Of course, this was the daily Runner's World quote of the day the following day by Emil Zatopke: If one can stick to the training throughout the many long years, then will power is no longer a problem. It's raining? That doesn't matter. I am tired? That's besides the point. It's simply that I just have to.

And that's why I couldn't get off the treadmill.

Friday, December 6, 2013

Lost in the miles

Last week, I ran 59 miles, this week I'm going to be running 57. This is the highest mileage I've run in a year. I am really loving my long runs. I've had a longest run of 14 each Sunday, and then a couple of other double digit runs scattered throughout the week. And they've given me just the tiniest bit of thirst for longer distance. I actually ran 15.5 miles - the longest I've ran in over 2 years. I finished it in just under 2 hours, so under 7:30 pace for over half a marathon. I'm not chomping at the bit yet - there isn't a marathon on the horizon. But I've just appreciated how much I've enjoyed that transformation that takes place when you do spend more than an hour on a run.
On pre-dawn runs, when it is pitch black, it is very quiet and still. I'll wake up at 5 (and I know some of you out there get up even earlier - but I have my limits) and there's a lot of hesitation. Did I really need to get up this early? How cold is it? How stiff am I? Oh good grief, just get out there and get moving. I've been carrying a small flashlight to light the way, and occasionally on the trail, I'm greeted by another beacon of light. When it's another runner, the light bobs up and down. When it's a cyclist, it is steady. And for those few seconds, it is the sign of another person out there getting in a workout before the start of a day. But then they would continue in the opposite direction donning neon clothing. Running by houses, I'll see some of the lights on - an early bird rising, but a lot of dark houses too. A bunny hops across the trail, a deer scampers quickly, clearly not expecting company. And it's just me and my thoughts, enjoying the quiet. Plus, as the holiday season is upon us, there are these fun surprises to stumble upon.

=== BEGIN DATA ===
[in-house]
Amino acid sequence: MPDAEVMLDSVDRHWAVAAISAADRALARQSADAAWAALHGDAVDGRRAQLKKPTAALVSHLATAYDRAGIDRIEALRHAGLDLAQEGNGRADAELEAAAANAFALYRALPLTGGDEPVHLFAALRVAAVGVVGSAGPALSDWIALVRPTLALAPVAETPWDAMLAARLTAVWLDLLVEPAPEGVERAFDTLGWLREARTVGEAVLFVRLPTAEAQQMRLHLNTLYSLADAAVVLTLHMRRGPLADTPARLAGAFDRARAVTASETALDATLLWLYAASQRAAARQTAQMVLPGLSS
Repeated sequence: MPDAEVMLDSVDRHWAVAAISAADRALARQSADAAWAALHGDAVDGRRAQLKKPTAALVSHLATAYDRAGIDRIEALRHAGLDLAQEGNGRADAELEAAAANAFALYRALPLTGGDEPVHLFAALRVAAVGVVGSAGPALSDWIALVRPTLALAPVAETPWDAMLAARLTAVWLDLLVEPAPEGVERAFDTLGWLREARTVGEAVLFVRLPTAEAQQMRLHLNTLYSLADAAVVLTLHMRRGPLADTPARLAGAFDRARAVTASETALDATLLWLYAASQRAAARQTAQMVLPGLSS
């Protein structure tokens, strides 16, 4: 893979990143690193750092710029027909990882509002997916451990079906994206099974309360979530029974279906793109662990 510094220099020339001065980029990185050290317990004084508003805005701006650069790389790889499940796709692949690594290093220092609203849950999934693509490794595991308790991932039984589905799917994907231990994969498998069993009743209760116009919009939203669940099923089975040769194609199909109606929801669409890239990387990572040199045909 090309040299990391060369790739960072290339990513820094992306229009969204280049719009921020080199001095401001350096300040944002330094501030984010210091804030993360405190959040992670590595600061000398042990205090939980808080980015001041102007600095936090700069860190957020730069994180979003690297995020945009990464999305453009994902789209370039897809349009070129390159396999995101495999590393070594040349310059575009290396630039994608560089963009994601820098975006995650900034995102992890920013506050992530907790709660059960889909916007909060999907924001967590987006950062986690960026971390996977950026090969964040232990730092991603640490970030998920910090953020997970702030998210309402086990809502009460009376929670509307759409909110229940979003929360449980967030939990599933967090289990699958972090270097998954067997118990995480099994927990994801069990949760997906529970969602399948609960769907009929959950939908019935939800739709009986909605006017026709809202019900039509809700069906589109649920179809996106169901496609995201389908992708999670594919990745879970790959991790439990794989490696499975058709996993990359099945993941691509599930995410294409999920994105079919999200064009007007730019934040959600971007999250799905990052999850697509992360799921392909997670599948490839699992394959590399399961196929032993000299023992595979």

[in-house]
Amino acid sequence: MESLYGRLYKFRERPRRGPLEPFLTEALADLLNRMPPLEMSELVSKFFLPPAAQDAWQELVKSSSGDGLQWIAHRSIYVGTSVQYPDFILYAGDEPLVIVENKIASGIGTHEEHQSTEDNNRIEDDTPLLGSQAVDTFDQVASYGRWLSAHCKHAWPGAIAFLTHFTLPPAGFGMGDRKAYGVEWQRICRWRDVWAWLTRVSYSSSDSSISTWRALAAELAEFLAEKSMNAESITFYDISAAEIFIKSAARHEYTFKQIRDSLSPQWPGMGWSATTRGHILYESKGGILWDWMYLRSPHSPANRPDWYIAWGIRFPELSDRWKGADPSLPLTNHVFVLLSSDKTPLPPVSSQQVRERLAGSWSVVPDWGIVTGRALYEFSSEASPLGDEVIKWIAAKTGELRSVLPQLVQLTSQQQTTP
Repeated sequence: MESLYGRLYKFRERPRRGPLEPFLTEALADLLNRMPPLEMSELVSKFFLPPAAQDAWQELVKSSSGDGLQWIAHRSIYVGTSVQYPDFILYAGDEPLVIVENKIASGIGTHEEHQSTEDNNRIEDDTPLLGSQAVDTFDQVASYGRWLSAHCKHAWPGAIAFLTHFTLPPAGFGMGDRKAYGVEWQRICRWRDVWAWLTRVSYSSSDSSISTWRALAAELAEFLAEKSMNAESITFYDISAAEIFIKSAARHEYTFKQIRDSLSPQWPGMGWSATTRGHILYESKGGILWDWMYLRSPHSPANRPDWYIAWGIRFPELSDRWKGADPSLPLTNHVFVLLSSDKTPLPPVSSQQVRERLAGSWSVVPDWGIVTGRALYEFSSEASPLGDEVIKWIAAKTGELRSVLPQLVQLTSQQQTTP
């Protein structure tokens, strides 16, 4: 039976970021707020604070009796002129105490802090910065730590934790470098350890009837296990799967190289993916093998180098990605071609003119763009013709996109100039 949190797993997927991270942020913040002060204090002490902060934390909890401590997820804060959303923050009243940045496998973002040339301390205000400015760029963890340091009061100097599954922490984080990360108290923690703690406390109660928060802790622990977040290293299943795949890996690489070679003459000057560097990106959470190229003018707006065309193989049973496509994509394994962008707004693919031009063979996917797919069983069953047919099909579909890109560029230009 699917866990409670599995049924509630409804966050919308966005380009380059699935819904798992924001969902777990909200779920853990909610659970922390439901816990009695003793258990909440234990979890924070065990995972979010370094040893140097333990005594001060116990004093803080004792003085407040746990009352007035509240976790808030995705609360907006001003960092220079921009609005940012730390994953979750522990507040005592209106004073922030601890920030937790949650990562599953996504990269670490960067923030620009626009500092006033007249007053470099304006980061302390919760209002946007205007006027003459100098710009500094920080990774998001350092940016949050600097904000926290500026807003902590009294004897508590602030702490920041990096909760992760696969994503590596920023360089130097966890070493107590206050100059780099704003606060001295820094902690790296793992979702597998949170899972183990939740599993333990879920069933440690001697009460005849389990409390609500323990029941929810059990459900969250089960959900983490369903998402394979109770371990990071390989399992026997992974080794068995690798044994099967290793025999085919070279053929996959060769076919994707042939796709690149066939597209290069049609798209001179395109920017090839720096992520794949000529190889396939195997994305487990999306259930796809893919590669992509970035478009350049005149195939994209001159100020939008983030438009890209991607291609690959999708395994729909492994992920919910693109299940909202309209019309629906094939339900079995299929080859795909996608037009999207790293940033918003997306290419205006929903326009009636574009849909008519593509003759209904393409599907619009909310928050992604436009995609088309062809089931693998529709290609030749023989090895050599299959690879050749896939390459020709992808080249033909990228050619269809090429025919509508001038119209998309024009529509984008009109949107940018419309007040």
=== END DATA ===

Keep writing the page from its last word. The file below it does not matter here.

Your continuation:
Merry Christmas in Vienna (Virginia)
But on the way back, after 8 or so miles, and it's still not even 7AM, the first hints of a sunrise emerge, the sky beginning to pink up. And in the course of that kind of run, you realize the transformation that takes place. We've moved from night to day, and the whole world is waking up. I went from doubtful to exhilarated. I had my first victory for the day, and was ready to fight the other battles of the day.
And there are other transformations too. On my long runs, I've been running on the W&OD trail, which moves from town to town: Vienna, Reston, Herndon, etc. That really shows the distance - traveling from place to place, not just running around a town, but legitimately changing towns. And just feeling comfortable being out there for 2 hours - that's a cool feeling, to know I can comfortably hang out there on the road and not be too trashed/exhausted after.
There are no speed workouts, so the pace of all of these runs are flexible. But other than being perhaps tired from a longer run, there is no soreness that I would feel that day after a track workout or tempo run. So, my legs are actually feeling pretty fresh.
There's no pressure. Yes, I'm following a schedule. But there are no races scheduled yet - I'll do one Reindeer Race, but nothing is even thought of for 2014. And so it is really more just for the fun of it right now. The miles are piling up (as are the desserts!) and I'm just enjoying running in its simplest state. And as Henry David Thoreau said, "Simplify, simplify, simplify!"